July 21 (UPI) -- Scientists have developed a new method for producing accurate 3D scans of complex objects. The method's key ingredient is water.
Most 3D scanning technologies rely exclusively on optical devices, laser scanners and cameras. The data collected by these devices can be noisy and incomplete.
Cameras can't pick up features out of their line of sight, resulting in imprecise scans. For example, 3D scanners fail to properly render the shape of a miniature elephant model's rotund underside.
A team of researchers found the addition of some relatively simple arithmetic can bolster 3D scanning technologies. The scientists used fluid displacement to measure the volume of the 3D objects.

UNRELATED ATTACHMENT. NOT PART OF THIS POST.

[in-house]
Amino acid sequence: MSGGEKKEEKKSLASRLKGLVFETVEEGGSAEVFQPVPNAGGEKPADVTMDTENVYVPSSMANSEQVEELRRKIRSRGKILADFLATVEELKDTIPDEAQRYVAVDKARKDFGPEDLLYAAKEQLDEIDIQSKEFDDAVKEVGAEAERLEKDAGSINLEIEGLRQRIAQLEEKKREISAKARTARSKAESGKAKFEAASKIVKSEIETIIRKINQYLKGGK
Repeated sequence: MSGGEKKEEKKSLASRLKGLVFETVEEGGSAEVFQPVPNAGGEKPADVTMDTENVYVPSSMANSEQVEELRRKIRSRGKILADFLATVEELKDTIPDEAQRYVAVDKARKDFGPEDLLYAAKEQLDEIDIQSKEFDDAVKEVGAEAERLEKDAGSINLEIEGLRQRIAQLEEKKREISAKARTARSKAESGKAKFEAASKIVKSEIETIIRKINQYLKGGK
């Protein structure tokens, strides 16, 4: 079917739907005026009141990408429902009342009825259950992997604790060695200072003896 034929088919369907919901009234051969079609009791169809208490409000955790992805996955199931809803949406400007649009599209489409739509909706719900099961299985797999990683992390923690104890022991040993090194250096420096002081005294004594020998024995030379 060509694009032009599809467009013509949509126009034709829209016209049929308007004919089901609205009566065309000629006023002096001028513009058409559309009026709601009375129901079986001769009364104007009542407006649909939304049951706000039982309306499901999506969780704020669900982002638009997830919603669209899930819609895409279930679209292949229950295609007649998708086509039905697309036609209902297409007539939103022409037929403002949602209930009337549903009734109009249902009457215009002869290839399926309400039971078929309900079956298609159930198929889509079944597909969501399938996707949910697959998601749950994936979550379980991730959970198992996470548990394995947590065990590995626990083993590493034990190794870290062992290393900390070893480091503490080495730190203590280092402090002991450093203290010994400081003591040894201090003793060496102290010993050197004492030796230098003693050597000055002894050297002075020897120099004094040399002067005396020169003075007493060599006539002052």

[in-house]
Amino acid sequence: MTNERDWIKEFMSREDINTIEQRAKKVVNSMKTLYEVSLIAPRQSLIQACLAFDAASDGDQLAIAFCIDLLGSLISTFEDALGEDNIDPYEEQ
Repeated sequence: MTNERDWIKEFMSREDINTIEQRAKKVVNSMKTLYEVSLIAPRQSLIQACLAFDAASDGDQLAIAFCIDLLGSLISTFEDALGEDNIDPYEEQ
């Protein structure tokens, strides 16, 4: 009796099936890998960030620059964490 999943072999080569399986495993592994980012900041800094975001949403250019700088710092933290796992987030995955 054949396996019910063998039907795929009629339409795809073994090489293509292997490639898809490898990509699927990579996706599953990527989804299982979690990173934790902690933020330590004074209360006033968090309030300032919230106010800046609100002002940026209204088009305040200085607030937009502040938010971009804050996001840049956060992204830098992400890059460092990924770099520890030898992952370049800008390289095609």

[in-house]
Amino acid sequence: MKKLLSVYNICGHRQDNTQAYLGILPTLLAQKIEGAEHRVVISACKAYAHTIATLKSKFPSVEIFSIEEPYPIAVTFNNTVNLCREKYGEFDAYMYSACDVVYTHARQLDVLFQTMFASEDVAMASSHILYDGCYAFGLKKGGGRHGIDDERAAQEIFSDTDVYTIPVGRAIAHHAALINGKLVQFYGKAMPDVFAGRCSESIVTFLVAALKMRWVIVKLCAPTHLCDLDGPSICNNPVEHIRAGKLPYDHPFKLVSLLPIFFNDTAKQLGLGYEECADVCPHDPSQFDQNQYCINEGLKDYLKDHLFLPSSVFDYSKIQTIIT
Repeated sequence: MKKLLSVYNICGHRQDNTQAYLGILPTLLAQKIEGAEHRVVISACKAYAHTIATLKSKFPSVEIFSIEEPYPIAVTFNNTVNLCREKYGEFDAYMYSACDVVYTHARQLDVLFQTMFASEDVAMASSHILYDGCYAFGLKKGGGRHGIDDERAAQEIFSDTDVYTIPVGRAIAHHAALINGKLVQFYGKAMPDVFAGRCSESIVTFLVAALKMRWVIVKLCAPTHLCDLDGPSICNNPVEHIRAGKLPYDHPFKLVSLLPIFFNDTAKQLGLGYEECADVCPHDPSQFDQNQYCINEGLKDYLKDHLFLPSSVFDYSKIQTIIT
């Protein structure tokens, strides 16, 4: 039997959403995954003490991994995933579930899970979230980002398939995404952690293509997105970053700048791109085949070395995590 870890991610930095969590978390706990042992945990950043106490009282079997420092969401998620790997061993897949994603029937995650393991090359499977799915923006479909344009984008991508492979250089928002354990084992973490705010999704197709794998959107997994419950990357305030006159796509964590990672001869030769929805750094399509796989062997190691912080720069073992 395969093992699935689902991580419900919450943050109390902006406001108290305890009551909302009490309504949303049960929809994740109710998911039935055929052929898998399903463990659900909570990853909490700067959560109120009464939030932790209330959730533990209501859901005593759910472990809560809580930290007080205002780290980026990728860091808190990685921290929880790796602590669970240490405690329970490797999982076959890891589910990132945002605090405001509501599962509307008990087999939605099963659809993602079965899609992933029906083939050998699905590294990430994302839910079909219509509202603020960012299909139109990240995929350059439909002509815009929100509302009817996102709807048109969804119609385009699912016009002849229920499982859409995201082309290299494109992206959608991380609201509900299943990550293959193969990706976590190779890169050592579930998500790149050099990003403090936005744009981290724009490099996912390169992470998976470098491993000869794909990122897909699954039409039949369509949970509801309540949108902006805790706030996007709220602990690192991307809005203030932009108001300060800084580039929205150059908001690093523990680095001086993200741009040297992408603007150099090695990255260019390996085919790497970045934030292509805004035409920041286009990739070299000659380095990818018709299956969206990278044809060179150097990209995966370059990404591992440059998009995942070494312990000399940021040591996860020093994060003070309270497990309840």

As an object is slowly dipped into a tub of water by a robotic arm, a computer model measures the changes in volume displacement, recreating thin slices of the object in 3D. By repeatedly dipping the object at various angles, the computer model can accurately recreate the object's geometry.
Researchers used the dipping method to accurately scan several 3D models. They're scheduled to present their novel 3D-scanning method at SIGGRAPH 2017, a computer graphics conference being held later this summer in Los Angeles.